Eye For Film >> Movies >> Wrong Turn 2: Dead End (2007) Film Review
Any reasonably successful horror film inevitably winds up spawning a sequel. The original Wrong Turn featured some inventive deaths and pretty decent lead performances but disappeared upon release in cinemas. However, it performed much better on DVD, hence the straight-to-disc debut of its sequel.
To be fair, the makers of Wrong Turn 2: Dead End have tried to make it at least slightly more original than its predecessor, by setting its story in the world of reality television.
The movie starts with a TV show host, a director and a producer casting six contestants to appear in a new survival-type of show, called Apocalypse, allowing each individual's character to be set up and explaining their strengths and weaknesses quickly.
Typically loaded with stereotypes, the leads are very hard to care for and it is only Dale (Henry Rollins), the TV show host, who inspires you to root for him once the gang is targeted by the inbred cannibals roaming the forest where the show takes place.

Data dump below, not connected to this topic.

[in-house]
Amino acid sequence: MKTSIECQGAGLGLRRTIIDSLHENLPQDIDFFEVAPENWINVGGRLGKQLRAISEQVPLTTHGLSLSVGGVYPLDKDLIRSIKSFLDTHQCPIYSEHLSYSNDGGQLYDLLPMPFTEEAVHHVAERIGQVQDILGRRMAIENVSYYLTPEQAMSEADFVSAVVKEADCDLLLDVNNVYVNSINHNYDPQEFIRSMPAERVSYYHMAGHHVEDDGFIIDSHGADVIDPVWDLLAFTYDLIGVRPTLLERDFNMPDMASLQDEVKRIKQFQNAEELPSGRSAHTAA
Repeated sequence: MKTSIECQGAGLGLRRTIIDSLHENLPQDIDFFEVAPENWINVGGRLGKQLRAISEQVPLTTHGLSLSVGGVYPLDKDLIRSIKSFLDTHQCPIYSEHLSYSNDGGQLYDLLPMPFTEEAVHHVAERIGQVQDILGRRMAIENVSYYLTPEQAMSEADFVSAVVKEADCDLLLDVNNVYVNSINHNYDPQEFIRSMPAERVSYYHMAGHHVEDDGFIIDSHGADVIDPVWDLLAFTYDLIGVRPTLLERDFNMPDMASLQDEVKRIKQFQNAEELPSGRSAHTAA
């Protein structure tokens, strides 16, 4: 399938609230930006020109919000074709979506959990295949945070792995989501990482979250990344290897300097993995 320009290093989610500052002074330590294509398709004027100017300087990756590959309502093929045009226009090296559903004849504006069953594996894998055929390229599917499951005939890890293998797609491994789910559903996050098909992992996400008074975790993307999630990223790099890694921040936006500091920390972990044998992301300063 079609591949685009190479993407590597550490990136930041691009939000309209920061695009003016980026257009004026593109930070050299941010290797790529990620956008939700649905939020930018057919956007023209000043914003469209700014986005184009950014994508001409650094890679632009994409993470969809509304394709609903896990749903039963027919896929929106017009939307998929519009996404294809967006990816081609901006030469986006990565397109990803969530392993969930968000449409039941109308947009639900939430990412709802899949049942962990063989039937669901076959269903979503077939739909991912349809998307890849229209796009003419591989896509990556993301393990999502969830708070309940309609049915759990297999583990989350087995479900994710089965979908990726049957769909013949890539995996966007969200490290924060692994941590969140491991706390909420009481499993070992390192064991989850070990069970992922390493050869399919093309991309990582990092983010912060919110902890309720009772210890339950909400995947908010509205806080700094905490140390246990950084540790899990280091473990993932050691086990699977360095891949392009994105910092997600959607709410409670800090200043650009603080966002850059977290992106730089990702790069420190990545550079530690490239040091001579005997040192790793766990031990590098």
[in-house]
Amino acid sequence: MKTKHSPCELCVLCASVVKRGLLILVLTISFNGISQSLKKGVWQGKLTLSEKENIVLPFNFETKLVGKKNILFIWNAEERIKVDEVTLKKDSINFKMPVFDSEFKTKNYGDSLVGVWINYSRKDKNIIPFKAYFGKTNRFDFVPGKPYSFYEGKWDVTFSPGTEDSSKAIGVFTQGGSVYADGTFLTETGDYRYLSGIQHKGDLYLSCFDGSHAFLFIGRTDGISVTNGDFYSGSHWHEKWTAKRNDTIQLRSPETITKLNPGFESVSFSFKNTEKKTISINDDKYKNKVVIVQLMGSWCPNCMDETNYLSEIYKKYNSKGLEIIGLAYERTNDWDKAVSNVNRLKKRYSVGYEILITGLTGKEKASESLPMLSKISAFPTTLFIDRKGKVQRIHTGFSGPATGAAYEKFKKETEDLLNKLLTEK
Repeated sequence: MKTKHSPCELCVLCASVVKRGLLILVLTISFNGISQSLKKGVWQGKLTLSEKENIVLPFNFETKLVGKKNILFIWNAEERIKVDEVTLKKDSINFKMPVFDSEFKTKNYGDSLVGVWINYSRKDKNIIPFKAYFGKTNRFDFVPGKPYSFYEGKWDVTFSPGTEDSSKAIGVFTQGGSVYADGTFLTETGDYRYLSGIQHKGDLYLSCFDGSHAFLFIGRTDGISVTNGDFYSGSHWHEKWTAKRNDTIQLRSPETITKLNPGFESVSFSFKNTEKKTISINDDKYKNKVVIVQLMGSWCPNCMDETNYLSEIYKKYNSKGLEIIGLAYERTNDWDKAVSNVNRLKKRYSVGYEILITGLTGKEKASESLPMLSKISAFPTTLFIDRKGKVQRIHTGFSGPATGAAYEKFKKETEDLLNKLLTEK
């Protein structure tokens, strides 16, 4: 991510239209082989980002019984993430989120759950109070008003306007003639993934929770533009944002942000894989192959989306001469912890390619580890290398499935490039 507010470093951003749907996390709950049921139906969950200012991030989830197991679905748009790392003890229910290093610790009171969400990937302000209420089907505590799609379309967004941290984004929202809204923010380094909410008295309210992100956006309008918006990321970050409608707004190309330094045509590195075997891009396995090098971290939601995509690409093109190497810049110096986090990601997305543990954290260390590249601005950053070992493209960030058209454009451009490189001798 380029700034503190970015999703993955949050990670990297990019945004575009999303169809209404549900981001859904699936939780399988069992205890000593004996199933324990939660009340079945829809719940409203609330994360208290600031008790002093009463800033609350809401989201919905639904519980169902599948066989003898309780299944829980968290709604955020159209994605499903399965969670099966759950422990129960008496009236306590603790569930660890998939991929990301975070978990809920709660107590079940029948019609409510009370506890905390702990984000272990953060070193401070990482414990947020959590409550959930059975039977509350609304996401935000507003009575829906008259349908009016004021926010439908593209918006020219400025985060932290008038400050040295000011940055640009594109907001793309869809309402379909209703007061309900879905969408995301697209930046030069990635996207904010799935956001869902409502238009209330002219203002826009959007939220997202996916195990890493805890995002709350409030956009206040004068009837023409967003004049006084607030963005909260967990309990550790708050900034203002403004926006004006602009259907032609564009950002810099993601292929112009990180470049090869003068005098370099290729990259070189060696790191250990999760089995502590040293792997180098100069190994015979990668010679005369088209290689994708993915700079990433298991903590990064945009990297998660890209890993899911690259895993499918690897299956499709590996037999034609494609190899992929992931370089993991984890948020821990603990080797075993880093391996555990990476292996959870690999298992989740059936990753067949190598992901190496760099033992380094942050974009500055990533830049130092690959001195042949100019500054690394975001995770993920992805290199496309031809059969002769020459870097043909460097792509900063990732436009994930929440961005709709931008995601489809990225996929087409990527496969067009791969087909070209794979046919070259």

The evil looking creatures aren’t quite as effective as they were in the original film, when they were helmed by FX guru Stan Winston. Here they appear as a cheaper version of their original incarnations. Director Joe Lynch has tried hard to make this movie special in its own right and delivers probably the best direct-to DVD sequel I have seen to date. He uses inventive camera work and some neat kills - a little reminiscent of a young Sam Raimi, as the camera roams the woods following flying axes, spears and mangled limbs.
Torture is firmly on the menu, as the film is filled with buckets of blood and gore. People explode, are decapitated, dismembered - you name it, it happens. The script really pushes the boundaries of decency, and that’s the whole point. Given the weak storyline they had to shock the audience - and in terms of shock value they have succeeded.
Rollins is completely in the zone and has a blast playing a Rambo type who takes on the cannibals and tries to save the day.
An average way to spend an evening - horror fans will like the gore and the pace moves relatively quickly, but overall this is instantly forgettable viewing.Reviewed on: 03 Jan 2008